Acidification in the oceans can cause hearing loss in small fish
As expected, the otoliths of the fish that were exposed to higher carbon dioxide levels were slightly larger — Radford was not surprised. “More importantly,” he adds, “the symmetry between the left and the right side was different.”
Symmetry is essential for animals on both sides, such as fish and humans. “If you look at someone’s face, most people are symmetrical, the left side matches the right side. It’s the same with all human sensory systems, “says Radford.” The brains of fish depend on symmetrical anatomy to calculate their perception. hearing from the raw sound. If you ignore this symmetry, the math in the mind changes and the fish’s hearing is less sensitive. “If you have otoliths that have a different shape,” says Radford, “then someone else will notice something different, which will make any form of sound localization more difficult.” If you lose your balance because water squeezes one ear, you have experienced something similar.
Radford’s team measured how ocean acidification can impair hearing. Radford placed tiny sensors on each modeled fish in the modeling clay, near the trunks of the brain. Then, when the fish returned to shape, the researchers struck tones and measured “auditory-induced potentials,” electrical signals received by the brain.
“We found that the low-frequency part of the hearing went down,” Radford says. At frequencies between 80 and 200 hertz, the hearing sensitivity dropped by about 10 decibels. Most vocal fish communicate at frequencies between 100 and 300 Hz, a deep murmur to build smooth ooo. And decibels run on a logarithmic scale: a decrease of 10 decibels means a ten times shrink. “It’s bad news, especially for fish, if they don’t hear it at those low frequencies,” Radford says.
Bignami is calmly embracing the results of the challenging models of the new study. Larger otolith should hearing has become more sensitive, as his model found, but the surprising contribution of the asymmetry between the left and right otoliths is more important. “It’s about measuring the actual neurological signals in young fish really it’s difficult, “he says of the new research.” It’s pretty compelling. They’re seeing a pretty clear change here. “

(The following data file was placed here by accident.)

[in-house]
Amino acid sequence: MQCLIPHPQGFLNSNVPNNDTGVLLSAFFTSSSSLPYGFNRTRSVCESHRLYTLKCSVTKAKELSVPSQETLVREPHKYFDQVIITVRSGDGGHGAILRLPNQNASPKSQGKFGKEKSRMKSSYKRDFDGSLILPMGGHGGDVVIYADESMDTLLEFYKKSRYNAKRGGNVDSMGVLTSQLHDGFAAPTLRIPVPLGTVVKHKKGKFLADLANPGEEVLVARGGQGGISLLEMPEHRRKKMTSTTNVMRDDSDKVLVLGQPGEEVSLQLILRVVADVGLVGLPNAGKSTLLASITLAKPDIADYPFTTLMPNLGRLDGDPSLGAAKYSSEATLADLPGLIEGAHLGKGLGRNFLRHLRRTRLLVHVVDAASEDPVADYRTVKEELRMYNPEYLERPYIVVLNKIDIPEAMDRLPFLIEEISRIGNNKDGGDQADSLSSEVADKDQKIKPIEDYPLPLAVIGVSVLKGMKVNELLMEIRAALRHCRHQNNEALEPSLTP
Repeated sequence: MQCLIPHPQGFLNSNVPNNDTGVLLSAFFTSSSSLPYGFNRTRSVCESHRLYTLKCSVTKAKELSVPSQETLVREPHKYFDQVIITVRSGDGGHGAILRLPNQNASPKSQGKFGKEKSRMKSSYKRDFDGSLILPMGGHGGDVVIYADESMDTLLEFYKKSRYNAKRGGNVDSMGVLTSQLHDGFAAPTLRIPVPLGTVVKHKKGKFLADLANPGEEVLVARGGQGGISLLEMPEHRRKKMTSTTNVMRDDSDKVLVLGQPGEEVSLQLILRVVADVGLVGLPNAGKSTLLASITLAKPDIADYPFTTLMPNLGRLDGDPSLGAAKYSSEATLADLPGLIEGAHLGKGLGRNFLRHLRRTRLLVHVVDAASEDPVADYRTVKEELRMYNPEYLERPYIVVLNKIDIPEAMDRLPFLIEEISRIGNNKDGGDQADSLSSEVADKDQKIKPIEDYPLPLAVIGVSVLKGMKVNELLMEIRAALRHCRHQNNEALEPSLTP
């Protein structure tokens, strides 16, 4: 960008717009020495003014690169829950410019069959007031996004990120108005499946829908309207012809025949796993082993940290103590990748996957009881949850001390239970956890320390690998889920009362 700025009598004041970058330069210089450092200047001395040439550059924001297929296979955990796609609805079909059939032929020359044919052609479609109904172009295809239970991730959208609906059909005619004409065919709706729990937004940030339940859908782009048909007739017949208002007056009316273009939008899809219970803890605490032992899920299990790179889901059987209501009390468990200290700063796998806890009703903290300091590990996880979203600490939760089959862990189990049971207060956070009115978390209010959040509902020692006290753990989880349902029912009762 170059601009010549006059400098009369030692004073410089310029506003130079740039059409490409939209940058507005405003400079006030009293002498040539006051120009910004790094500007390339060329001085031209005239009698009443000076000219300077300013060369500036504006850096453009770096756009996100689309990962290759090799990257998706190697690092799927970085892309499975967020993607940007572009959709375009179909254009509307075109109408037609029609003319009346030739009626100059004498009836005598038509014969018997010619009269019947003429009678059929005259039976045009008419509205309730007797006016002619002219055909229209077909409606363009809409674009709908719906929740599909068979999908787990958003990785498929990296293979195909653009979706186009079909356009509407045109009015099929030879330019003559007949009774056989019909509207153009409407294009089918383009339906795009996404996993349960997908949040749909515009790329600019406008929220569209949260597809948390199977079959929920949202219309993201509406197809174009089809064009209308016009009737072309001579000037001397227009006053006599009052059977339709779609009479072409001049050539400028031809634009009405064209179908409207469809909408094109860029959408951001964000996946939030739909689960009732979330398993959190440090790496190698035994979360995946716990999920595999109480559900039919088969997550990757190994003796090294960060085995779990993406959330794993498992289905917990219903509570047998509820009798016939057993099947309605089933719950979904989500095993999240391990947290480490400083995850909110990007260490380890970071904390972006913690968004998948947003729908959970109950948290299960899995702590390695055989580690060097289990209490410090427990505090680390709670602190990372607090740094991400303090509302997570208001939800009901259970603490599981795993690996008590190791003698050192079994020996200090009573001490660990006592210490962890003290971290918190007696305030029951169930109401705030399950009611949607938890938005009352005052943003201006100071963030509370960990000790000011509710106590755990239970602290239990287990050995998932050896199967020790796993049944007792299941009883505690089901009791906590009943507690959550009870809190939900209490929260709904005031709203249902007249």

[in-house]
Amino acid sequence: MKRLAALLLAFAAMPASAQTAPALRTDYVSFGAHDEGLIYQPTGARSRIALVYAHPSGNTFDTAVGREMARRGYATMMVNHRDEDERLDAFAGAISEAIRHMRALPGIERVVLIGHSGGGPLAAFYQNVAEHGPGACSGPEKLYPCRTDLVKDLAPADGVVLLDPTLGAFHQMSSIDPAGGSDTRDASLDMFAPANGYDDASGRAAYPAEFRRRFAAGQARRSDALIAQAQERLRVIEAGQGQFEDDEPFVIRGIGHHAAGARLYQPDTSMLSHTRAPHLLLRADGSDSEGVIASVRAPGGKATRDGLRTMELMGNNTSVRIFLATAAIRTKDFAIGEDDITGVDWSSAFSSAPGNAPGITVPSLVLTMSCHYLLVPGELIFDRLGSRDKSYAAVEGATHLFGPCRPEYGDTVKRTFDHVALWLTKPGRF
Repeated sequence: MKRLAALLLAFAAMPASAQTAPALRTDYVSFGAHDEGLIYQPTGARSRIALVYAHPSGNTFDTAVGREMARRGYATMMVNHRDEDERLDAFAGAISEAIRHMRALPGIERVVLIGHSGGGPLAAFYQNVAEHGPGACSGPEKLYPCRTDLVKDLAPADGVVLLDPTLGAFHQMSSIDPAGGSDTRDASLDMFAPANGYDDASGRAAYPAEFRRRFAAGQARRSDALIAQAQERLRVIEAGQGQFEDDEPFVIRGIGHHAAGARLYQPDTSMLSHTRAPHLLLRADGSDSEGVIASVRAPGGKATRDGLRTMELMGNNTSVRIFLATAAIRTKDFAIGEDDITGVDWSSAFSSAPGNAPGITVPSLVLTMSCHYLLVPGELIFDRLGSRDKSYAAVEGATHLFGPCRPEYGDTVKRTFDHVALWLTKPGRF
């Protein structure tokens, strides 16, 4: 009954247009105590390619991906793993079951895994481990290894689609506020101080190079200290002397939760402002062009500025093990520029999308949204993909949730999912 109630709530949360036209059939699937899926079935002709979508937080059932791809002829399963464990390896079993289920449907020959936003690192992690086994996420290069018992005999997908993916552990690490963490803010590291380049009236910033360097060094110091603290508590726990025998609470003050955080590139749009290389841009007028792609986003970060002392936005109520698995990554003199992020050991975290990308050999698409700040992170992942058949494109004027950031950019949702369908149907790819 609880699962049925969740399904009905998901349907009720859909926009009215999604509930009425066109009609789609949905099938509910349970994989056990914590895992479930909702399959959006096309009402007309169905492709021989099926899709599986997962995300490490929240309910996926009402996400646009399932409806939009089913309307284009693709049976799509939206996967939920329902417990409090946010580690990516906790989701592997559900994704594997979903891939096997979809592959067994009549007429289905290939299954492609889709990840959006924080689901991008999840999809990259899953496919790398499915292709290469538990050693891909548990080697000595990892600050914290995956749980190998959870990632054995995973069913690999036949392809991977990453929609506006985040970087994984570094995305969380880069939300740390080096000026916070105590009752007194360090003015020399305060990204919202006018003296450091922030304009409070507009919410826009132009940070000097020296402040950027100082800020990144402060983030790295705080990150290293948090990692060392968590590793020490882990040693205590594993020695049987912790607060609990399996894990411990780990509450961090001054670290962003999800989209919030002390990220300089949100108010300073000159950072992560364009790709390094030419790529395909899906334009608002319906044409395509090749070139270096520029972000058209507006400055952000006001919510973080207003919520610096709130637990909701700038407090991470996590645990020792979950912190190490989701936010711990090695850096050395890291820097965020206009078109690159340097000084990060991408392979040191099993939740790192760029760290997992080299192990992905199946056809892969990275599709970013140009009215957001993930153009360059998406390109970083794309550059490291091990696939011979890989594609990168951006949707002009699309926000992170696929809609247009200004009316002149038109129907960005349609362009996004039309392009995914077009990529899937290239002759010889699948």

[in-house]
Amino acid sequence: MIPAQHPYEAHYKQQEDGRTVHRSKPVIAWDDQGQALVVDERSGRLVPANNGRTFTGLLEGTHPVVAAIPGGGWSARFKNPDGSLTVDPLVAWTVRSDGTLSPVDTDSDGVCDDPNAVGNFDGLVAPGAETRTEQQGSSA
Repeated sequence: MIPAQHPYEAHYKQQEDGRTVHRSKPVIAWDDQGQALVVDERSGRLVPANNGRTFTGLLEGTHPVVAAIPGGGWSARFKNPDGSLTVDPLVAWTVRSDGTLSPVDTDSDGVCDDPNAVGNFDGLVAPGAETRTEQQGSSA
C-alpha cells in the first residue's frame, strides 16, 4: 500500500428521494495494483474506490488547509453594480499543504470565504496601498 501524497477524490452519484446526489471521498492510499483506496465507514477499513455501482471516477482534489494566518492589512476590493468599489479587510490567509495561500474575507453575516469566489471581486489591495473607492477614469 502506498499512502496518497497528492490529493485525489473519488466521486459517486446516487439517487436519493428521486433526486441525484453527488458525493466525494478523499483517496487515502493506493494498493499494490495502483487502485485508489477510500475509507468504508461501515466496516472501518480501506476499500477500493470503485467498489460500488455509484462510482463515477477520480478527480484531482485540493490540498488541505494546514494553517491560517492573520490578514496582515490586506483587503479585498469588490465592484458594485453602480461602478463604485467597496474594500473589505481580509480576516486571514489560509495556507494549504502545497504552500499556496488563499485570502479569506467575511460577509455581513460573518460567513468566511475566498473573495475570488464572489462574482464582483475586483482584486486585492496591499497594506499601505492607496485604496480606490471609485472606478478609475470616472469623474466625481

Otoliths overflowing with full effect on fish behavior, asymmetric anatomy and neurochemical effects. Ocean acidification is less taken by some fish brains with a neurotransmitter that controls impulsive behavior. (In an examination, larvae raised in acidified water swam in the direction the smell of predators.)
“We must not forget that he is studying a relationship that is really critical in life,” says marine researcher Sara Shen, who now works at an environmental consulting firm that has not been involved in the research. Shen’s previous research showed a link between the size of otoliths and the type of balance called vestibulo-ocular reflex at the sensitive transition point for fish larvae. The time chosen by Radford, where young fish settle on reefs, is very important to maintain populations. “It’s a really great job,” he says.
So what does this experiment tell us about how climate change affects reef fish? Ten percent of the hearing decreased by 120 percent increase in dissolved carbon dioxide among fish from 450 to 1,000 microsmospheres. CO2 it is a dissolved gas, the value of which represents the pressure it would otherwise have in an empty vessel, where one million microsmospheres is the normal air pressure. Such a large increase in average concentration will not occur in surface water in the coming years, although CO is adapting to long-term trends.2 emissions remain the same.
But even a smaller decrease in hearing acuity, caused by lighter acidification, would be significant. Young hearing fish can make an effort to find reefs as they migrate into the open ocean after hatching. If they cannot settle, they cannot survive and produce offspring. And these fish play an important role in maintaining the reefs. Predatory fish, for example, eat herbivores and, at the same time, keep algae growth under control. Mature algae break the coral. The coral dies and wears out. Fish shelters and egg-laying surfaces disappear along with this. “This ecosystem is disappearing,” says Yvonne Sadovy, a marine biologist at Hong Kong University who did not participate in the study.